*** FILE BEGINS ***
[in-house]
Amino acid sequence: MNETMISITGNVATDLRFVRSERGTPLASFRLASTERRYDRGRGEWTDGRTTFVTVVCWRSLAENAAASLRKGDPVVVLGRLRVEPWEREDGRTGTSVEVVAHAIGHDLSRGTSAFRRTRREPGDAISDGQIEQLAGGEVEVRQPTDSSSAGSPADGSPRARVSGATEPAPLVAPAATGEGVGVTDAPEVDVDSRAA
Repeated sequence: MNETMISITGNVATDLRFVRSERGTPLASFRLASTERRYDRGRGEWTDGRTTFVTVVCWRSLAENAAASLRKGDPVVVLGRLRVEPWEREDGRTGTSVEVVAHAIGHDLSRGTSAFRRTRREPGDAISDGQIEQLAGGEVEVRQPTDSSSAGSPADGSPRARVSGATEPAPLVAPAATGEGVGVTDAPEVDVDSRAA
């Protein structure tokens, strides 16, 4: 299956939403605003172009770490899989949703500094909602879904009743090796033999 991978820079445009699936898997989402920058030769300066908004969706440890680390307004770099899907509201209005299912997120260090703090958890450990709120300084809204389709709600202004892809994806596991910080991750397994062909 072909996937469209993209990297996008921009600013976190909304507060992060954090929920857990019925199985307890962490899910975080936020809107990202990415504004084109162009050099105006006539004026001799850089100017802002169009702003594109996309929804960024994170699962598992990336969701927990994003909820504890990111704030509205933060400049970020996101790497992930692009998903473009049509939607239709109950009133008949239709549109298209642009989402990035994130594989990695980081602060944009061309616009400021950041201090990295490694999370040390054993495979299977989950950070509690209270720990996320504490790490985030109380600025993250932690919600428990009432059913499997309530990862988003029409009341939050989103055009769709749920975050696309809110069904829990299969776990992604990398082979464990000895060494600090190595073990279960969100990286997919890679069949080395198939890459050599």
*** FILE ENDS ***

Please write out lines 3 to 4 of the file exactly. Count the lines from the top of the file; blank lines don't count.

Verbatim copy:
Repeated sequence: MNETMISITGNVATDLRFVRSERGTPLASFRLASTERRYDRGRGEWTDGRTTFVTVVCWRSLAENAAASLRKGDPVVVLGRLRVEPWEREDGRTGTSVEVVAHAIGHDLSRGTSAFRRTRREPGDAISDGQIEQLAGGEVEVRQPTDSSSAGSPADGSPRARVSGATEPAPLVAPAATGEGVGVTDAPEVDVDSRAA
């Protein structure tokens, strides 16, 4: 299956939403605003172009770490899989949703500094909602879904009743090796033999 991978820079445009699936898997989402920058030769300066908004969706440890680390307004770099899907509201209005299912997120260090703090958890450990709120300084809204389709709600202004892809994806596991910080991750397994062909 072909996937469209993209990297996008921009600013976190909304507060992060954090929920857990019925199985307890962490899910975080936020809107990202990415504004084109162009050099105006006539004026001799850089100017802002169009702003594109996309929804960024994170699962598992990336969701927990994003909820504890990111704030509205933060400049970020996101790497992930692009998903473009049509939607239709109950009133008949239709549109298209642009989402990035994130594989990695980081602060944009061309616009400021950041201090990295490694999370040390054993495979299977989950950070509690209270720990996320504490790490985030109380600025993250932690919600428990009432059913499997309530990862988003029409009341939050989103055009769709749920975050696309809110069904829990299969776990992604990398082979464990000895060494600090190595073990279960969100990286997919890679069949080395198939890459050599």